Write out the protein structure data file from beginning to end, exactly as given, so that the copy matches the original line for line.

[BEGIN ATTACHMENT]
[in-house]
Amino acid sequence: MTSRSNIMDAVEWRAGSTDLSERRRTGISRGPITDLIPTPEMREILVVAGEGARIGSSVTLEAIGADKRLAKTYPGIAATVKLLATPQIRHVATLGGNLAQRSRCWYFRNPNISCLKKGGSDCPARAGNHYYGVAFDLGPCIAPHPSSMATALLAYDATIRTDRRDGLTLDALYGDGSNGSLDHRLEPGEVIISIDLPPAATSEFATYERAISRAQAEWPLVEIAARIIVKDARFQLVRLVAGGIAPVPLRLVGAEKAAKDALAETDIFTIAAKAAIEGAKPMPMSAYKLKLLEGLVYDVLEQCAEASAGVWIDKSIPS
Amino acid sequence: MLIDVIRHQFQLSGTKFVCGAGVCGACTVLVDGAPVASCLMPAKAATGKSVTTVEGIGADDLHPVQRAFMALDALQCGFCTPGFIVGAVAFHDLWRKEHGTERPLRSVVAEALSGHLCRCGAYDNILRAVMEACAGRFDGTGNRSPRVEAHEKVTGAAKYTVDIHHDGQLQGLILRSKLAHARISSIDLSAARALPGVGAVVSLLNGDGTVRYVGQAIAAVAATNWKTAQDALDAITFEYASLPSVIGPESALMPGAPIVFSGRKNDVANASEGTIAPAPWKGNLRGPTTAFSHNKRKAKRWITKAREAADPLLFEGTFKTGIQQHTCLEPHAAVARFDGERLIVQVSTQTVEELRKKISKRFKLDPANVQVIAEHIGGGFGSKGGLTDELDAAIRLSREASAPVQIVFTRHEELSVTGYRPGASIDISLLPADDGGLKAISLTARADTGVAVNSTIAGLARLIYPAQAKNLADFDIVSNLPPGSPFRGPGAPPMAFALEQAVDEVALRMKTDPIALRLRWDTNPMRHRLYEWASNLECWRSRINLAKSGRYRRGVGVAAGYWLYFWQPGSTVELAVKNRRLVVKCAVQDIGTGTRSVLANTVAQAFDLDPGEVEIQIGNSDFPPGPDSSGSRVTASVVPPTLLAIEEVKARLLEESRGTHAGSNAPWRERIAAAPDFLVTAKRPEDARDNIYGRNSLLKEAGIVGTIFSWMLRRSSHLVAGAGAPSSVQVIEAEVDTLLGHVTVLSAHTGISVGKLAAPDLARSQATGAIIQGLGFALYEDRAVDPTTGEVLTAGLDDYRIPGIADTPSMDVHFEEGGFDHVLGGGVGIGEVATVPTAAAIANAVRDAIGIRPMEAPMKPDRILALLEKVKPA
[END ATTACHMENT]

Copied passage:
[in-house]
Amino acid sequence: MTSRSNIMDAVEWRAGSTDLSERRRTGISRGPITDLIPTPEMREILVVAGEGARIGSSVTLEAIGADKRLAKTYPGIAATVKLLATPQIRHVATLGGNLAQRSRCWYFRNPNISCLKKGGSDCPARAGNHYYGVAFDLGPCIAPHPSSMATALLAYDATIRTDRRDGLTLDALYGDGSNGSLDHRLEPGEVIISIDLPPAATSEFATYERAISRAQAEWPLVEIAARIIVKDARFQLVRLVAGGIAPVPLRLVGAEKAAKDALAETDIFTIAAKAAIEGAKPMPMSAYKLKLLEGLVYDVLEQCAEASAGVWIDKSIPS
Amino acid sequence: MLIDVIRHQFQLSGTKFVCGAGVCGACTVLVDGAPVASCLMPAKAATGKSVTTVEGIGADDLHPVQRAFMALDALQCGFCTPGFIVGAVAFHDLWRKEHGTERPLRSVVAEALSGHLCRCGAYDNILRAVMEACAGRFDGTGNRSPRVEAHEKVTGAAKYTVDIHHDGQLQGLILRSKLAHARISSIDLSAARALPGVGAVVSLLNGDGTVRYVGQAIAAVAATNWKTAQDALDAITFEYASLPSVIGPESALMPGAPIVFSGRKNDVANASEGTIAPAPWKGNLRGPTTAFSHNKRKAKRWITKAREAADPLLFEGTFKTGIQQHTCLEPHAAVARFDGERLIVQVSTQTVEELRKKISKRFKLDPANVQVIAEHIGGGFGSKGGLTDELDAAIRLSREASAPVQIVFTRHEELSVTGYRPGASIDISLLPADDGGLKAISLTARADTGVAVNSTIAGLARLIYPAQAKNLADFDIVSNLPPGSPFRGPGAPPMAFALEQAVDEVALRMKTDPIALRLRWDTNPMRHRLYEWASNLECWRSRINLAKSGRYRRGVGVAAGYWLYFWQPGSTVELAVKNRRLVVKCAVQDIGTGTRSVLANTVAQAFDLDPGEVEIQIGNSDFPPGPDSSGSRVTASVVPPTLLAIEEVKARLLEESRGTHAGSNAPWRERIAAAPDFLVTAKRPEDARDNIYGRNSLLKEAGIVGTIFSWMLRRSSHLVAGAGAPSSVQVIEAEVDTLLGHVTVLSAHTGISVGKLAAPDLARSQATGAIIQGLGFALYEDRAVDPTTGEVLTAGLDDYRIPGIADTPSMDVHFEEGGFDHVLGGGVGIGEVATVPTAAAIANAVRDAIGIRPMEAPMKPDRILALLEKVKPA